Heroes in agony
Here we go again. The agony of overseas Filipino workers languishing in quarantine, a number of them for almost two months, once more illustrates how badly served President Duterte is by his “best and brightest.” That, as announced by his spokesperson, he had given the Overseas Workers Welfare Administration (OWWA), the Department of Labor and Employment, and the Department of Health one week to get the OFWs home to their respective provinces suggests such a tangled mess that he, the President, needs to wrench his attention from affairs of state and tackle the minutiae of simmering issues before anything can get done. It’s ridiculous, this notion of Superman, despite the foreign secretary’s thrilled twittering. Is no one at work among the President’s people in charge of Filipino workers?
Apparently not. From accounts, thousands of OFWs, those whom the government likes to sing paeans to as the Philippines’ “modern-day heroes,” have been stewing in hotels and lodges serving as quarantine centers as well as in cruise ships, literally imprisoned by bureaucratic incompetence. Most of them are paralyzed by the absence of a certificate indicating that they were found negative in the COVID-19 test to which they submitted when they arrived in the mother-
land from wherever it was that had been benefiting from their brawn and brain. To compound matters, crooked personnel are reportedly seeking to cash in on their misery to the tune of P500 in exchange for the release of a certificate.
Earlier, women who had worked as domestics in Kuwait were reported as waiting to be tested, and then, after interminable weeks, told that they had to fork out P3,000 for a test kit. Their immediate lives, they were told, depended on the test result: if negative, then freedom to head home to their loved ones; if positive, then a transfer to a designated medical institution for treatment. Fair enough, except that they had no funds for the required test, had in fact been under the impression that the government would pay for it, and were now caught in a dead end.
Yet the women and others in similarly dire straits have exceeded the mandatory 14-day quarantine during which they would have exhibited symptoms of the virulence stalking the planet if they are indeed infected. That they are generally in good physical health makes up the grievous irony of their detention: to be on native soil (or waters) yet so distant from their families’ embrace.
This is what the fruits of the Marcos-era labor export policy have come to. The instability of their condition, the agony of confinement in tiny rooms for weeks on end, has gnawed at the OFWs’ mental state, resulting in distress and depression. The reported admonition that they should be grateful for the free board and lodging adds deep insult to injury.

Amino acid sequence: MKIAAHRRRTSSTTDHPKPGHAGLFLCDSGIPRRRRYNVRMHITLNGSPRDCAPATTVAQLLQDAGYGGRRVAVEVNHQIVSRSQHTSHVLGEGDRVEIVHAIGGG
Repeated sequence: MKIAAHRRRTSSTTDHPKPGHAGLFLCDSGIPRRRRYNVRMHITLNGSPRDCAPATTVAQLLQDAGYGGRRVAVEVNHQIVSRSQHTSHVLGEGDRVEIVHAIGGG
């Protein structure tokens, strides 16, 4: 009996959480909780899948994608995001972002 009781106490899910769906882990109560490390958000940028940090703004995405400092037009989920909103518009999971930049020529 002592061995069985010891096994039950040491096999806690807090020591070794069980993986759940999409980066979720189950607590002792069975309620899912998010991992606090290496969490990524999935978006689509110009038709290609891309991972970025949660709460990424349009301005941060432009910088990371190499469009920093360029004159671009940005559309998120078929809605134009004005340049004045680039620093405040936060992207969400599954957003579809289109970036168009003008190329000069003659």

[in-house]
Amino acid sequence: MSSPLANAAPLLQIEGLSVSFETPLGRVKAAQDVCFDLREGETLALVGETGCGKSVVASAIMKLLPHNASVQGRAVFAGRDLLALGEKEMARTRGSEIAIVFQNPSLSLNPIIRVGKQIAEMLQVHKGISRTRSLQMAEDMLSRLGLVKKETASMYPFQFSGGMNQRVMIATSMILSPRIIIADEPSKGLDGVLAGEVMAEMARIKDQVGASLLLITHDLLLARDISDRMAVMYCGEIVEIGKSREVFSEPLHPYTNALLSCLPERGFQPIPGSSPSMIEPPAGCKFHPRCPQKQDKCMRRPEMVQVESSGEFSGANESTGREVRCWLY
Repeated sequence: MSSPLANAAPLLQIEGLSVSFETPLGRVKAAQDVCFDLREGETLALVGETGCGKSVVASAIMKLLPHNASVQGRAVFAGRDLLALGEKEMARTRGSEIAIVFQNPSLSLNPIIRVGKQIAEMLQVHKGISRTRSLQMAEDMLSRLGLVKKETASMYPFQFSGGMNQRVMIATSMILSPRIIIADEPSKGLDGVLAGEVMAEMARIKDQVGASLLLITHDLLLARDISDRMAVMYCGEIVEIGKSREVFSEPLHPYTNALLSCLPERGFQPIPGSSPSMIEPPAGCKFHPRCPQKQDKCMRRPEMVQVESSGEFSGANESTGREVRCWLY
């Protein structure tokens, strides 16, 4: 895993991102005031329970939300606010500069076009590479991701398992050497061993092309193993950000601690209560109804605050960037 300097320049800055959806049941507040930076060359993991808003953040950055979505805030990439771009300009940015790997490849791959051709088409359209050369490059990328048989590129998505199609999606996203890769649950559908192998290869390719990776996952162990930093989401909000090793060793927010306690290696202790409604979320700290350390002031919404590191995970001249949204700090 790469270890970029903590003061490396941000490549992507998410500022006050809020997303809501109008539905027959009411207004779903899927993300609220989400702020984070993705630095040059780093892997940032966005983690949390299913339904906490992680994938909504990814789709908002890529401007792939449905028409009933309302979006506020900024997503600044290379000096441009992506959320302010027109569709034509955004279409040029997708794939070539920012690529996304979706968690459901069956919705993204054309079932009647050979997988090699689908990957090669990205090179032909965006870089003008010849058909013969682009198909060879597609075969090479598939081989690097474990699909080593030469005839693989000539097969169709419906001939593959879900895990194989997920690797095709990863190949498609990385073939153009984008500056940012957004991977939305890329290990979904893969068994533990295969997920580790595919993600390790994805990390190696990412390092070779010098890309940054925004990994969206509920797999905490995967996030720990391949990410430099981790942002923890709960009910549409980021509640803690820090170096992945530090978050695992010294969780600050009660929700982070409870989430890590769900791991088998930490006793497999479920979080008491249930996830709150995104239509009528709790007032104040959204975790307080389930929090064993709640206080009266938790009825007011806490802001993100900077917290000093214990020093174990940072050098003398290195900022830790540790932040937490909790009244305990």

Granted that the problems caused by the COVID-19 pandemic are complicated and manifold. But it behooves the agencies formed ostensibly to ensure the well-being of the modern-day heroes, and who have surely profited from OFW labors—if not in pecuniary terms, then in image embellishments—to buckle down and get to work. Cutting the red tape is a necessary first step. In these parts, don’t we all know it, corruption is an enduring song.
Perhaps the deputy administrator of the OWWA—who obviously occupies as favored a position in the “best and brightest” hierarchy as the chief of the National Capital Region Police Office—should start making herself useful in the matter of OFW concerns. She draws a hefty salary, after all—doing exactly what, it is uncertain. Why is she being paid handsomely for making what she claims as “honest mistakes” in her propagandizing?
The Philippine Statistics Authority estimates the number of OFWs at 2.3 million. As of May 21, more than 28,000 have returned to the Philippines as a result of the pandemic; some 40,000 more are expected back in the days to come. It is unthinkable that the heroes are returning to a system in shambles when the “best and brightest” bureaucracy is theoretically configured to provide a haven for them who spend their productive years abroad toiling for their loved ones (for some, in the most dangerous conditions)—and in the process helping grow the motherland’s economy through their remittances, the so-called “drivers of domestic demand.”
Consider the seafarers—deemed among the finest in the world—trapped in ships anchored on Manila Bay. Or the other OFWs who landed on April 4, were tested May 7, and at this writing are still awaiting their test results. This is no way to treat the men and women whose remittances amounted to $33.5 billion in 2019.
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